Kioshu Conlang Confusion!
|From:||Jeff Goguen <princetaliesin@...>|
|Date:||Thursday, January 31, 2002, 6:36|
>>sorry, i'm completely lost now. the last example on your website isdefinitely:
>>John nik in tereu useshunk euko ubichuvi tivosh.
>>"The book that John wrote is a bestseller."
>>Now you say that there should be "and" stuck somewhere. Is euko that"and"? If
>>so let's compare your examples:
>>John nik useshunk in tereu euko ubichuvi tivosh.
>>John wrote the book and (John? the book?) is a bestseller.
>>John nik useshunk in tereu euko kikoitereuin tivosh.
>>John wrote the book and (John? the book?) is a great author.
>>How do you tell whether euko refers to John or the book? Do you rely oncontext?
>>And if euko refers back to either John or the book, then it refers to thehead
>>of the subclause, not to the subclause itself. Although from what i cansee now
>>your lang would not feature subclauses but only one resuming conjunctioneuko
>>meaning "...and the subject (= John) or object (= book) precedentis/does...".
>>The grammar part of others' conlangs is my favorite and i hate notunderstanding
Again, excellent questions. I'm afraid my tendency to oversimplify made
When I said that the sentence "The book that John wrote became a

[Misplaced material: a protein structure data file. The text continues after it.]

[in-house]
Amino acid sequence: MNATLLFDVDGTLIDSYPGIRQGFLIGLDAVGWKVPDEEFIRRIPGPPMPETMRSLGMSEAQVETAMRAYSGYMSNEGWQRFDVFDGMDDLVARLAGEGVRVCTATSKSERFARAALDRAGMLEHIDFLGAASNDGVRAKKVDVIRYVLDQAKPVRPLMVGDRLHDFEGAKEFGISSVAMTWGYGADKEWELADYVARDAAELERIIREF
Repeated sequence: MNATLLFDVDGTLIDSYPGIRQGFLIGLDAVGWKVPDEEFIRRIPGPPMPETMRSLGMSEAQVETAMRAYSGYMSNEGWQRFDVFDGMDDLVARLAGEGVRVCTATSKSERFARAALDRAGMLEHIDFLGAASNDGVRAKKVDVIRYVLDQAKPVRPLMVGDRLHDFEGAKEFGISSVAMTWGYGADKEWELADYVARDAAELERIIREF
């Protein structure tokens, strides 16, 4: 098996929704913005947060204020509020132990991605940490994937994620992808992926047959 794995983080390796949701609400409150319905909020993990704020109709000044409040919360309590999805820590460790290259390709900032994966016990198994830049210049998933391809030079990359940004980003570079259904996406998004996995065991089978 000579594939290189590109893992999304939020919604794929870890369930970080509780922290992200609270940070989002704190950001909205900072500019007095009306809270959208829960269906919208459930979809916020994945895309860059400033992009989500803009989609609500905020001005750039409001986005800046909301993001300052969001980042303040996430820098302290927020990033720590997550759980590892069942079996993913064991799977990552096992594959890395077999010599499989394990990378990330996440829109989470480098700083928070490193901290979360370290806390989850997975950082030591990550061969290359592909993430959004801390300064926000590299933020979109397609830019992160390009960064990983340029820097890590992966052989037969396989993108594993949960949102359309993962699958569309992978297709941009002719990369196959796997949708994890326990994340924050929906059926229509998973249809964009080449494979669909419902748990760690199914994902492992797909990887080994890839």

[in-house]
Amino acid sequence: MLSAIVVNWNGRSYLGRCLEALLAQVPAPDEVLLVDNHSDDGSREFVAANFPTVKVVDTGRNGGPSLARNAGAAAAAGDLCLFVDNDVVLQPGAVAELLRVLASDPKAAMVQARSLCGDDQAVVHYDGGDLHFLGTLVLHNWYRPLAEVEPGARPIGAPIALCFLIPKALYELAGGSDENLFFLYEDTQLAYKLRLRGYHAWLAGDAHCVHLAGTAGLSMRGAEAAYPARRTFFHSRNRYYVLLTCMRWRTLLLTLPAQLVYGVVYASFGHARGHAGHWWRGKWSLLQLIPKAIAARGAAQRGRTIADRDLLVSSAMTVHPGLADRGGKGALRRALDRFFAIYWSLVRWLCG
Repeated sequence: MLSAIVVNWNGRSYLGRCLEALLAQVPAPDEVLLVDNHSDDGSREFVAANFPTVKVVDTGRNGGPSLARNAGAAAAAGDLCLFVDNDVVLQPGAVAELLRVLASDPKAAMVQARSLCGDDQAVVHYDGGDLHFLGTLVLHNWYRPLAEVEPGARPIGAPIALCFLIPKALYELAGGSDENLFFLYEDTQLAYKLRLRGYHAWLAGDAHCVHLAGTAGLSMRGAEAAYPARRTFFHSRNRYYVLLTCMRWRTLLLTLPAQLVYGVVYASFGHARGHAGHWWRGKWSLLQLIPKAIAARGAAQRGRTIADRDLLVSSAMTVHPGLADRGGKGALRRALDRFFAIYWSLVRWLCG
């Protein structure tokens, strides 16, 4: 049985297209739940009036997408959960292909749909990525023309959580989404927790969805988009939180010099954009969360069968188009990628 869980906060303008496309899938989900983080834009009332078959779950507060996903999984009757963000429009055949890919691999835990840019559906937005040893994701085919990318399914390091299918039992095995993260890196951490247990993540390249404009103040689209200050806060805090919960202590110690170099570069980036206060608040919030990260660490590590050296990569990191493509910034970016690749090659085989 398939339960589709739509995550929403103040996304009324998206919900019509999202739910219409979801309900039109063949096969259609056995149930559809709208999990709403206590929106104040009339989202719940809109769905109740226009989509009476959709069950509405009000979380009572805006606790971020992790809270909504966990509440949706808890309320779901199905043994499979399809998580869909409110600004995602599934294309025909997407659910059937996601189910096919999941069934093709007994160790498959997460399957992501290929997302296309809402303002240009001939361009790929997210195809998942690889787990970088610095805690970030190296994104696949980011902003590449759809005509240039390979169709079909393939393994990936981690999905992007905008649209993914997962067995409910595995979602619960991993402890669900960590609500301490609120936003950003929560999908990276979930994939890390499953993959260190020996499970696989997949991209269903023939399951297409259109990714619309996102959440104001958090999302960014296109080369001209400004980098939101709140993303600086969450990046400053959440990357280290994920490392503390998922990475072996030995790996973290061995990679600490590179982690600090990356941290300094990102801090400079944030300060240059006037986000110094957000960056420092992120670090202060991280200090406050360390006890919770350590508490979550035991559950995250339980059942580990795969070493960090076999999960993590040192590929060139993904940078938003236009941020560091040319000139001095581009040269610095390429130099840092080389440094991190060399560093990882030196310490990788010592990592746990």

bestseller." was most smoothly translated from kioshu as "John wrote the
book and it became a bestseller."
What I meant was it is "most smoothly" and not "most literally" translated
from Kioshu to English. The word "euko" doesn't really have a translation
into english (although it is usually indicative of relative pronouns like
"that", "who", "which", etc.). When the word "euko" occurs in the sentence
it "sort of" turns everything before it into the subject of the sentence
(which is what most annexes do in Kioshu). In the examples I've given in
response to your question context is supposed to indicate what we are
talking about. Clearly, John cannot be a bestseller. A bestselling author,
perhaps, but not a bestseller. Conversly, the book cannot be a great author.
Now, I'm sure that using context to figure out the meaning and implications
of having a relative annex in a sentence may cause some confusion, but I
don't have enough examples to indicate what kind of confusion that may be.
Kioshu is still a language in its infancy and I am still expanding my
linguistic repertoire. That being said, I'm sure there will be a lot of
confusion when I don't completely understand the question or its context,
even though I may think that I do. My advice is to only believe half my
answers until you've asked me enough questions that you know how much I
Also, don't be afraid to ask me questions about Kioshu. Nobody knows better
than I how underdeveloped it is. I appreciate the feedback, and if you ask
me a question I can't answer, that's GREAT! It means you've thought of
something that I should have and you'd better believe Kioshu will be
undergoing subsequent revision.
Thanks for listening!